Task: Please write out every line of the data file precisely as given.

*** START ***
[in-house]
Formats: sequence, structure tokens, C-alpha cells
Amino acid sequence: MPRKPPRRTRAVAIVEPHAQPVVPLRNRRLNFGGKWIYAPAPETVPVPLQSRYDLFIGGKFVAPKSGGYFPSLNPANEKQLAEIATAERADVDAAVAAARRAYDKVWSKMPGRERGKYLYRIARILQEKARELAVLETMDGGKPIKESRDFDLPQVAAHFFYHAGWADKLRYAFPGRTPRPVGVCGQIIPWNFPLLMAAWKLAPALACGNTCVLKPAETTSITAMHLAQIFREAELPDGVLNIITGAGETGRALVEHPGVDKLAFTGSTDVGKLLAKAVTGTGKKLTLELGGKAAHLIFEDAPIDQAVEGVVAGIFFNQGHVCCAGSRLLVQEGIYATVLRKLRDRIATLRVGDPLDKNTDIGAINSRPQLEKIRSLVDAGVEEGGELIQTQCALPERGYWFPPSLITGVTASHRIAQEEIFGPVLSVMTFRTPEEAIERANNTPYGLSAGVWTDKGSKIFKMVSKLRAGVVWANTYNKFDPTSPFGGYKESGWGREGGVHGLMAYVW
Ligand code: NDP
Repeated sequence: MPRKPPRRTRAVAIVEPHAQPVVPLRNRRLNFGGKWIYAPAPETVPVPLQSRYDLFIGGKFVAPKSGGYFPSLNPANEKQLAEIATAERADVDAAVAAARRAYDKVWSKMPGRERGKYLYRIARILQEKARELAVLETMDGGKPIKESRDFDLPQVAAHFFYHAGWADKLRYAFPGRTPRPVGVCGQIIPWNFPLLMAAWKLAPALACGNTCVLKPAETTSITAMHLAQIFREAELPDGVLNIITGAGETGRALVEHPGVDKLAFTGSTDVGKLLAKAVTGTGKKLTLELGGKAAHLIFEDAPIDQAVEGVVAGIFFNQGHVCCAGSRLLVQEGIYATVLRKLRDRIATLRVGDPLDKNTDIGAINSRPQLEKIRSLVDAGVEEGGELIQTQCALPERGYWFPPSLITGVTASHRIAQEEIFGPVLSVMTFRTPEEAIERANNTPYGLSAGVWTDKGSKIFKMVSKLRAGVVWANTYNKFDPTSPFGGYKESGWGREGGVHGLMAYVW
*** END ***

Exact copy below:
[in-house]
Formats: sequence, structure tokens, C-alpha cells
Amino acid sequence: MPRKPPRRTRAVAIVEPHAQPVVPLRNRRLNFGGKWIYAPAPETVPVPLQSRYDLFIGGKFVAPKSGGYFPSLNPANEKQLAEIATAERADVDAAVAAARRAYDKVWSKMPGRERGKYLYRIARILQEKARELAVLETMDGGKPIKESRDFDLPQVAAHFFYHAGWADKLRYAFPGRTPRPVGVCGQIIPWNFPLLMAAWKLAPALACGNTCVLKPAETTSITAMHLAQIFREAELPDGVLNIITGAGETGRALVEHPGVDKLAFTGSTDVGKLLAKAVTGTGKKLTLELGGKAAHLIFEDAPIDQAVEGVVAGIFFNQGHVCCAGSRLLVQEGIYATVLRKLRDRIATLRVGDPLDKNTDIGAINSRPQLEKIRSLVDAGVEEGGELIQTQCALPERGYWFPPSLITGVTASHRIAQEEIFGPVLSVMTFRTPEEAIERANNTPYGLSAGVWTDKGSKIFKMVSKLRAGVVWANTYNKFDPTSPFGGYKESGWGREGGVHGLMAYVW
Ligand code: NDP
Repeated sequence: MPRKPPRRTRAVAIVEPHAQPVVPLRNRRLNFGGKWIYAPAPETVPVPLQSRYDLFIGGKFVAPKSGGYFPSLNPANEKQLAEIATAERADVDAAVAAARRAYDKVWSKMPGRERGKYLYRIARILQEKARELAVLETMDGGKPIKESRDFDLPQVAAHFFYHAGWADKLRYAFPGRTPRPVGVCGQIIPWNFPLLMAAWKLAPALACGNTCVLKPAETTSITAMHLAQIFREAELPDGVLNIITGAGETGRALVEHPGVDKLAFTGSTDVGKLLAKAVTGTGKKLTLELGGKAAHLIFEDAPIDQAVEGVVAGIFFNQGHVCCAGSRLLVQEGIYATVLRKLRDRIATLRVGDPLDKNTDIGAINSRPQLEKIRSLVDAGVEEGGELIQTQCALPERGYWFPPSLITGVTASHRIAQEEIFGPVLSVMTFRTPEEAIERANNTPYGLSAGVWTDKGSKIFKMVSKLRAGVVWANTYNKFDPTSPFGGYKESGWGREGGVHGLMAYVW